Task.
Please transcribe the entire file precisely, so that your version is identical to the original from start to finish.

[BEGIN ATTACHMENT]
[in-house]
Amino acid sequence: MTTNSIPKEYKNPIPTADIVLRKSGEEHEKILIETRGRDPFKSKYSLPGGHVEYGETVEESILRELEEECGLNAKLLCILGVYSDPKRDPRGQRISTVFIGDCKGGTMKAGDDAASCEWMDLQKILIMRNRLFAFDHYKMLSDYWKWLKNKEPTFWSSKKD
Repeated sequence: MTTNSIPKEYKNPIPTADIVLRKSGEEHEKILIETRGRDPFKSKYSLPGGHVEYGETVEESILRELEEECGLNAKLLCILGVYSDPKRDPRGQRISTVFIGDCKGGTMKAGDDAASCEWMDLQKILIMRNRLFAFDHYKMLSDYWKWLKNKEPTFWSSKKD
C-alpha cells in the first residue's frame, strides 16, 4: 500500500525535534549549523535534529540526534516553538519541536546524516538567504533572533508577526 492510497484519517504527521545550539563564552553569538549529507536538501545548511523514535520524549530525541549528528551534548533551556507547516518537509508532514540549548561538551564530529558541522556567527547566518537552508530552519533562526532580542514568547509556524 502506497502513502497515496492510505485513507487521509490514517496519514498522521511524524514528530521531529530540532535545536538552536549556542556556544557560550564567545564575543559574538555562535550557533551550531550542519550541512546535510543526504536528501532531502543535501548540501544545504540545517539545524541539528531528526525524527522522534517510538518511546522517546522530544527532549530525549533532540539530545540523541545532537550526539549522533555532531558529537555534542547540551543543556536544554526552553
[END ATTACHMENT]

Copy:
[in-house]
Amino acid sequence: MTTNSIPKEYKNPIPTADIVLRKSGEEHEKILIETRGRDPFKSKYSLPGGHVEYGETVEESILRELEEECGLNAKLLCILGVYSDPKRDPRGQRISTVFIGDCKGGTMKAGDDAASCEWMDLQKILIMRNRLFAFDHYKMLSDYWKWLKNKEPTFWSSKKD
Repeated sequence: MTTNSIPKEYKNPIPTADIVLRKSGEEHEKILIETRGRDPFKSKYSLPGGHVEYGETVEESILRELEEECGLNAKLLCILGVYSDPKRDPRGQRISTVFIGDCKGGTMKAGDDAASCEWMDLQKILIMRNRLFAFDHYKMLSDYWKWLKNKEPTFWSSKKD
C-alpha cells in the first residue's frame, strides 16, 4: 500500500525535534549549523535534529540526534516553538519541536546524516538567504533572533508577526 492510497484519517504527521545550539563564552553569538549529507536538501545548511523514535520524549530525541549528528551534548533551556507547516518537509508532514540549548561538551564530529558541522556567527547566518537552508530552519533562526532580542514568547509556524 502506497502513502497515496492510505485513507487521509490514517496519514498522521511524524514528530521531529530540532535545536538552536549556542556556544557560550564567545564575543559574538555562535550557533551550531550542519550541512546535510543526504536528501532531502543535501548540501544545504540545517539545524541539528531528526525524527522522534517510538518511546522517546522530544527532549530525549533532540539530545540523541545532537550526539549522533555532531558529537555534542547540551543543556536544554526552553